This article can be found published on the Daily Local News‘ website and The Mercury‘s website.
EAST GOSHEN — As East Goshen Township Supervisor Marty Shane said, it’s not often that the Board of Supervisors disagree so much.
But that has been the case over the ordinance which limits the number of dogs within a dwelling.
The board has been split down the middle and it showed in Tuesday night’s 3-2 vote to pass the new ordinance allowing just four dogs in a dwelling.
“We’re taking the same rationale of the four that we had back in the ‘80s,” said Supervisor Carmen Battavio. “It’s not broken — we’re legitimizing it so that we have a leg to stand on if it is challenged.”
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The ordinance was brought to the attention of the board after an incident in November 2014 when two residents were attacked by dogs which had gotten loose.
It was noticed that, if challenged, the ordinance would not hold-up because it lacked a rationale for having a limit on dogs.
“This started as a municipal cure,” said Kristin Camp, township solicitor. “(The cure) gives the board of supervisors 180 days to determine whether or not the provision within the ordinance that they potentially declared to be invalid, whether or not they want to make amendments to that particular provision.”
The supervisors could either keep a limit of whatever number they choose or get rid of the cap and have it unlimited.
“To my knowledge, and I’ve been here a long time, there hasn’t been anybody that has come in here and asked us to change that,” Shane said. “In some sense, it makes it seem like it’s a rationale decision.”
Of the townships surrounding East Goshen, only one also has a limit on dogs.
In Westtown Township’s zoning code, its restriction on dogs is that “any keeping of eight or more dogs age three months or older shall require a minimum lot area of 10 acres.”
East Goshen’s new ordinance permits up to four dogs, aged three months or older, in a dwelling.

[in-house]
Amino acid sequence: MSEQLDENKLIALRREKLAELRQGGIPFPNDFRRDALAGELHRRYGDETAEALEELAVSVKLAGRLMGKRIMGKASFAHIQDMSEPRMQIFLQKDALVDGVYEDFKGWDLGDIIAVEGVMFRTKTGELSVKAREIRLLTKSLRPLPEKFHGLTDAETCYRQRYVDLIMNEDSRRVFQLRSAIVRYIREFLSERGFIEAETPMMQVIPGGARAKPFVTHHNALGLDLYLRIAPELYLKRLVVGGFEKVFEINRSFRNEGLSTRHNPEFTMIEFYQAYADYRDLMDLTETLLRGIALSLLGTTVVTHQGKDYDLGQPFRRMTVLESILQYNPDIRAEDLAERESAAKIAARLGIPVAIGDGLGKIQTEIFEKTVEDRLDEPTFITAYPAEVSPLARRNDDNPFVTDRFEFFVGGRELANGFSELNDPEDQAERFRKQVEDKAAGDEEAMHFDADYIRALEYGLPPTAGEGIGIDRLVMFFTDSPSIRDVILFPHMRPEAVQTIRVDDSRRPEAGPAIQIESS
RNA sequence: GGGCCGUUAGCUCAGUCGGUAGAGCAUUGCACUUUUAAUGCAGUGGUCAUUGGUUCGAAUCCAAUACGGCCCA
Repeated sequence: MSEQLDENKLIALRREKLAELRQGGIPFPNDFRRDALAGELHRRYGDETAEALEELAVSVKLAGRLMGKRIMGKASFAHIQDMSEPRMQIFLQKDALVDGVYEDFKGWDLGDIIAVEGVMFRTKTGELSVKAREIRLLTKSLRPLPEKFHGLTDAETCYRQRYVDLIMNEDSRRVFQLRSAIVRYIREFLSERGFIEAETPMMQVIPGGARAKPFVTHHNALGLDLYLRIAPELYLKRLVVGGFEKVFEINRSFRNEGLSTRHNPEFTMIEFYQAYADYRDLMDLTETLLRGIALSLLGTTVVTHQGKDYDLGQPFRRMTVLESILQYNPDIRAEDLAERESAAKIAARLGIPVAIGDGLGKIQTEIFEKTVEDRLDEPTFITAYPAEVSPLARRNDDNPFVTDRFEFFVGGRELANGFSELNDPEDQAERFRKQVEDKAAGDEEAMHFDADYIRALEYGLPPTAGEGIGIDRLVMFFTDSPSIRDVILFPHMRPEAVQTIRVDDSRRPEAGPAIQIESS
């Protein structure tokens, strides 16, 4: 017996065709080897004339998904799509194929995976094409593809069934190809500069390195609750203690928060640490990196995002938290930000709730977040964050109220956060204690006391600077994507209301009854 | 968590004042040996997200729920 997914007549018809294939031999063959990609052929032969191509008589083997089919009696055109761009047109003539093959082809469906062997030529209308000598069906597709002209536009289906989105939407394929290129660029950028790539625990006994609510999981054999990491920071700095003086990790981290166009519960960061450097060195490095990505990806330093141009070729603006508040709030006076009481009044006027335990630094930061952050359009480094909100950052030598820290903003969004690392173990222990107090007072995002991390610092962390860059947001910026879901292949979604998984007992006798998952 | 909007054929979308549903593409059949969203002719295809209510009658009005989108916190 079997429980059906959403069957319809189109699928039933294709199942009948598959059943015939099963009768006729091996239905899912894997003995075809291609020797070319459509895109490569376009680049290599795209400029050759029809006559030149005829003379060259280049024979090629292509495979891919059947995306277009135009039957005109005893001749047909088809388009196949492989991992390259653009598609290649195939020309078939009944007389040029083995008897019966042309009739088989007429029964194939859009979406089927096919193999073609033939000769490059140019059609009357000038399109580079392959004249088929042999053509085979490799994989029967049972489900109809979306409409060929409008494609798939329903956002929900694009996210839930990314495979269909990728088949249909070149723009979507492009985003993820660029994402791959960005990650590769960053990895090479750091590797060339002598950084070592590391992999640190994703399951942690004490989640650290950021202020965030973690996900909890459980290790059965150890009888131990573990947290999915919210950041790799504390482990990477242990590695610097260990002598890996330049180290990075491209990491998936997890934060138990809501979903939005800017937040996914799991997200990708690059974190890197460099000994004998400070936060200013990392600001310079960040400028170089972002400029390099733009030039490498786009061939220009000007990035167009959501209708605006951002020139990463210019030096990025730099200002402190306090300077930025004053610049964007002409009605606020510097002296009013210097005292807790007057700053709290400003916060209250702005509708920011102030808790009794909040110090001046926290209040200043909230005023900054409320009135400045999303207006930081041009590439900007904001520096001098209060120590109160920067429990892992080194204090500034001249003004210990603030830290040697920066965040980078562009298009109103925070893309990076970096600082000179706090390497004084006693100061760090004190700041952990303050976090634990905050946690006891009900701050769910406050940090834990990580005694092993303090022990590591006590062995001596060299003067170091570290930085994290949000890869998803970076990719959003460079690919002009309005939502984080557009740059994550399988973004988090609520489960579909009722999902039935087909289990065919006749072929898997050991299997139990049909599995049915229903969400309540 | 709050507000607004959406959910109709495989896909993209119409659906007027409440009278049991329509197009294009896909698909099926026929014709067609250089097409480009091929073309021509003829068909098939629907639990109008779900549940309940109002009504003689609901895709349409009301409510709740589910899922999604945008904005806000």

For a single-family detached dwelling on three or more acres, it is allowed an additional dog for each acre of lot in excess of two acres.
“It just so happens that about 75 percent of the dwellings in East Goshen are one acre or less,” Shane said. “From a rationale standpoint, if you have the vast majority of your residential properties on one acre or less, it seems reasonable that you’re going to put some kind of restriction on the number of dogs that you can have.”
Senya Isayeff, who has been against having a restriction from the onset, doesn’t agree that there should be a number, let alone the same number for all dwellings.
“I think the rationale that we have on this table where we have the same number of dogs for an apartment or a single-family detached house that may be on two acres is incongruous in this discussion that we should have them linked together,” he said. “Maybe we realize today that three times we have made a mistake in selecting an arbitrary number in the absence of justification. Perhaps tonight our mission should be to correct that mistake.”
Janet Emanuel, who was chair of the planning commission back in 1983 when the ordinance was first put into place, defended why the number was originally chosen 32 years before.
“We could envision, as it beginning to get residential development on small-acre lots, that there had to be a restriction to the number of animals,” she said. “We spent considerable time looking at horses and pigs and gerbils and rabbits, trying to decide on what an appropriate-sized lot would be to manage that number of animals. It was not arbitrary.
“We had consultants come in, we spoke to them and we came up with the idea that since a lot of our houses were on half-acre lots, that it was appropriate to limit the number and we came up with four. We spent a lot of time coming up with four. Four has managed to handle without any problems since 1983. I think it’s still valid now.”
Camp was asked during the meeting that if the ordinance was to pass, would she be able to defend it if challenged, to which she said yes.
She also explained that she felt that a number was constituted in order for the dogs to fall as an “accessory” to a residence.
“At some point in time, it no longer is an accessory to the dwelling,” Camp said. “It becomes a kennel or a boarding facility for dogs or animals.”
Residents who stood up to speak during the hearing were also split down the middle.
“Pigs are more aggressive than pit bulls and there are two on our street that have (them),” said Joe Buonanno, a township resident. “There is no rhyme or reason to this whatsoever. There are better ways to do it.”
Buonanno felt that it was unfair to have a restriction on dogs and not other animals, such as cats or birds.
However, Camp noted that the township’s code did address them as well.
“The definition of household pets does include animals other than dogs,” she said. “There is no specific number restriction on other types of household pets, but there is restriction that it must be an accessory to the residential dwelling so that at some number of household pets, other than dogs, there would be some number that it would not longer be an accessory to the residential dwelling.”
Though some argued that the mission of the board to find a rationale was missed, township resident Terry Relick disagreed.
“I don’t understand the in-fighting when four has always been on the books,” she said. “Why is it a big deal now? The law is already there and no one has had a problem with it. More than four dogs constitutes a pack. They take on a pack mentality — there’s the rationale.”